You can read in a pathway list formatted as a GMT file using the read_gmt function. This example uses a GMT file that comes as part of the CEMiTool example data:

# read GMT file
gmt_fname <- system.file("extdata", "pathways.gmt", package = "CEMiTool")
gmt_in <- read_gmt(gmt_fname)

You can then perform ORA analysis on the modules in your CEMiTool object with the mod_ora function:

# perform over representation analysis
cem <- mod_ora(cem, gmt_in)

The numerical results of the analysis can be accessed with the ora_data function. In order to visualise this, use plot_ora to add ORA plots to your CEMiTool object. The plots can be accessed with the show_plot function.

# plot ora results
cem <- plot_ora(cem)
plots <- show_plot(cem, "ora")

Adding interactions

Interaction data, such as protein-protein interactions can be added to the CEMiTool object in order to generate annotated module graphs. Interaction files are formatted as a data.frame or matrix containing two columns for interacting pairs of genes.

# read interactions
int_fname <- system.file("extdata", "interactions.tsv", package = "CEMiTool")
int_df <- read.delim(int_fname)

You can add the interaction data to your CEMiTool object using the interactions_data function and generate the plots with plot_interactions. Once again, the plots can be seen with the show_plot function:

# plot interactions
interactions_data(cem) <- int_df # add interactions
cem <- plot_interactions(cem) # generate plot
plots <- show_plot(cem, "interaction") # view the plot for the first module

Putting it all together...

Finally, a CEMiTool object with all of the components mentioned above can also be constructed using just the cemitool function:

# run cemitool
cem <- cemitool(expr0, sample_annot, gmt_in, interactions=int_df, 
                filter=TRUE, plot=TRUE, verbose=TRUE)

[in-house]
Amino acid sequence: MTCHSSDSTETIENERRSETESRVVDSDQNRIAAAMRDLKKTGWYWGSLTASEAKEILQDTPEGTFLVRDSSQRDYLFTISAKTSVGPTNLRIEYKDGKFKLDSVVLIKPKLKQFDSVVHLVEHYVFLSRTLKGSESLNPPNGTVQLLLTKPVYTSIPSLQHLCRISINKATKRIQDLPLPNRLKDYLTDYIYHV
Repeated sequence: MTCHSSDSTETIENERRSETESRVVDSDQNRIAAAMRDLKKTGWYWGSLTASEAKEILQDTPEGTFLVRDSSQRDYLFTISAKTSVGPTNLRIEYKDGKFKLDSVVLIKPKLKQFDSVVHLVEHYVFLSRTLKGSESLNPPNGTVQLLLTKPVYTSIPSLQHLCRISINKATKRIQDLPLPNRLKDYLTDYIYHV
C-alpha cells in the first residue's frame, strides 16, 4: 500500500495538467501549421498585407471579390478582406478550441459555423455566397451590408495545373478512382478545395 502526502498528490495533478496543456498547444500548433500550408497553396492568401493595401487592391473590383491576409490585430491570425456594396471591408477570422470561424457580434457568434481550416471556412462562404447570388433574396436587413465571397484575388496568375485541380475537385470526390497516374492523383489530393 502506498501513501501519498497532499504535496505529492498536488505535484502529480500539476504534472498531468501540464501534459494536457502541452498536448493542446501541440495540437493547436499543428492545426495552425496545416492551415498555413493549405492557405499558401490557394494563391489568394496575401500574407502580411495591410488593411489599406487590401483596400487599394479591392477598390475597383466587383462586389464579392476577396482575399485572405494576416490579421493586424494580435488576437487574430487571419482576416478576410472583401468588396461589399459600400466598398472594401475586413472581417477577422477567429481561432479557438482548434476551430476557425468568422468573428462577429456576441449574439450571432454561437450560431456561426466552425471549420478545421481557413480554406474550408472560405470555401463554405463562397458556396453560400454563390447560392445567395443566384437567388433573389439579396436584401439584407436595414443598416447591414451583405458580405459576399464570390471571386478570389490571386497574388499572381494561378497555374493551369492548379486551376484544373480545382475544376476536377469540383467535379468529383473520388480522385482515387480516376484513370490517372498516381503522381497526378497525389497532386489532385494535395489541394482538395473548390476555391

# create report as html document
generate_report(cem, directory="./Report")

# write analysis results into files
write_files(cem, directory="./Tables")

# save all plots
save_plots(cem, "all", directory="./Plots")


Sometimes, CEMiTool analyses can fail, usually due to problems in the input data. We provide a function, diagnostic_report which aims to try to assist in resolving these issues.


The function will return six different plots inside the report, all of which can be used to assess problems in the data. We will briefly discuss how each plot can be used to evaluate data problems.

Sample clustering tree

This plot aims to show if there are closely related groups within samples. If a sample annotation file is given, the plot will show different colors for each sample group, and any numerical data given in other columns as a heatmap. This information can be used in order to see how homogeneous/heterogeneous the input data are. Highly heterogeneous sample groups may be the cause of batch effects, which should be removed.

Mean x variance scatterplot

In this plot, the mean and the variance of each gene in the expression file is plotted as the x and y coordinates of the scatterplot, and a line is plotted in order to show the relationship between the two. Particularly for RNAseq data, if a strong R-squared value is found, one should set the apply_vst argument in the cemitool() function to TRUE in order to remove this correspondance.

Quantile-quantile plot and expression histogram

These plots are intended to highlight the distribution of expression values. A Q-Q plot is a mathematical approach to determine if data possibly arose from a theoretical distribution such as the normal distribution. This information can be used to guide the selection of an appropriate correlation coeffiecient for analyses, which can be changed via the cor_method argument of the cemitool() function. Currently accepted coefficients are "pearson" and "spearman".

Beta x R2 plot and Mean connectivity plot

These plots can only be generated if the diagnostic_report() function is run after the cemitool() function. The Beta x R2 plot is used to visualize the selection of the soft-thresholding parameter Beta and its corresponding adherence to the scale-free topology model. Selected Beta values will be shown in red, unless NA. The Mean connectivity plot is intended to show the tradeoff between the network's underlying connectivity and a higher adherence to the scale-free topology model (via higher values of the soft-threshold Beta parameter).

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CEMiTool documentation built on March 13, 2021, 2 a.m.